It is always fun to wake up just a bit more refreshed the first day or two after gaining an hour through daylight savings time. It is sad though how quickly that extra hour seems to get spent! The demands of life catch up again, and that fleeting time of renewal is quickly gone, like a morning mist.
What does true renewal look like for a Christian? It moves beyond simple refreshment to the experience of Christ’s life within us. How then does Christ bring about this renewal, and what is our responsibility as believers for our own renewal?
In Colossians 3:1-14 Paul presents a lasting renewal in Christ. In the passage, Paul describes:
1) The foundation for renewal.
2) The process of renewal.
3) The outcome of renewal.
4) The community of renewal.
First, the foundation of renewal is Christ and our union with him. In Colossians 3:1-4, Paul further develops the logic of being united with Christ. Paul has already established the reality of a believer’s union with Christ in Colossians 2:10-13, where he proclaims that we have been made complete in Christ (2:10), we have been buried and raised with Christ (2:12), and we are now “alive together with him” (2:13). Christ’s death and resurrection is something believers share in, through faith, so that we are now dead to sin and alive to God. In chapter 3, Paul continues to press the full implications of our union with Christ. Believers are even “raised with Christ” and “hidden with Christ in God” (3:1-3). Paul sums up union with Christ by saying that Christ “is our life,” and that we will one day live together with him in his glorious existence (3:4). In other words, a believer’s identity and destiny are now shaped fully by Christ.
Second, the process of renewal consists of putting off the old, putting on the new. But for Paul, growth in Christ is not simply about behavior modification or sin management. Maturity and renewal in Christ is the outworking of being united with Christ.
What does this process look like? This putting off the old and putting on the new is developed against the backdrop of a series of contrasts: the contrast between earthly things and heavenly things (3:2), between the old self and the new self (3:9-10), and between a current world marked for judgment (3:6) and a glorious destiny for believers (3:4). Given these contrasts, Paul calls for a clean break in which the believer abandons the old life of corruption and embraces the new life of renewal and holiness. Putting off “earthly things” and the old self means leaving behind things that belong to a world that recklessly resists God. Putting on the new self and heavenly things means embracing things that are a preview of the glorious new creation yet to come. But this process flows from union with Christ. The resulting script for a believer’s obedience follows along the lines of “because I am united with Christ, I will put off X and put on Y.”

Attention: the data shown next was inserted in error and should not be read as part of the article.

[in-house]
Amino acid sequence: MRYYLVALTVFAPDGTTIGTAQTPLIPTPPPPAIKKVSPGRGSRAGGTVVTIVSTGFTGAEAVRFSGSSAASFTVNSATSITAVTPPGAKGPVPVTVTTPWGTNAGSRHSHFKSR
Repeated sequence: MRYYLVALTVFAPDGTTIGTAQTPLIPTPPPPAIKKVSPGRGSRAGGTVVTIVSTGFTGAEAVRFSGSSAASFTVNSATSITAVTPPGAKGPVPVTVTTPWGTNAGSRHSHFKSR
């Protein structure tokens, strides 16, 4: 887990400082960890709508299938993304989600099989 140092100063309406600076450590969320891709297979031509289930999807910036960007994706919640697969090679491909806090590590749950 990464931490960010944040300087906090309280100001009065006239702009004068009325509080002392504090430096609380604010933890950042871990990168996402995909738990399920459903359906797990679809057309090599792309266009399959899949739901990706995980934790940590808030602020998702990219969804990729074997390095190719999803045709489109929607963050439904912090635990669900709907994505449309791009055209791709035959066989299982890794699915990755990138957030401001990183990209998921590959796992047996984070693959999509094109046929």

The beauty of this teaching is that the obedient process of renewal always stands on Christ’s foundation of renewal. When I lived in China, a five or six year-old boy was playing with his friends beside a murky pond near our apartment complex (see picture). All of a sudden he lost his balance and fell backwards into the pond. He began flailing his arms, with a look of fear on his face. As several bystanders prepared to jump in and rescue him, the look on his face abruptly changed. He calmly planted his feet on the bed of the pond, stood up, and walked to dry ground. The pond had turned out to be shallow, with solid ground underneath. In the process of being renewed in Christ believers can remember that Christ is our solid ground beneath us. Instead of flailing about on our own to grow in Christ, we can plant our feet on the firm foundation that Christ provides for us.
The theological principle for this is known as “the indicative and the imperative.” In grammar, the indicative mood presents fact and reality, while the imperative is the mood of command. In Paul’s letters, he first establishes the indicative (what Christ has done to bring us salvation and life) before he delivers the imperative (commands to live consistently with what Christ has done for us). The pattern of indicative first and imperative second means that Christians are growing into the renewed life that Christ has already secured for them. We are being renewed into the person God designed us to be, in Christ.
More to come next time: the outcome of renewal and the community of renewal.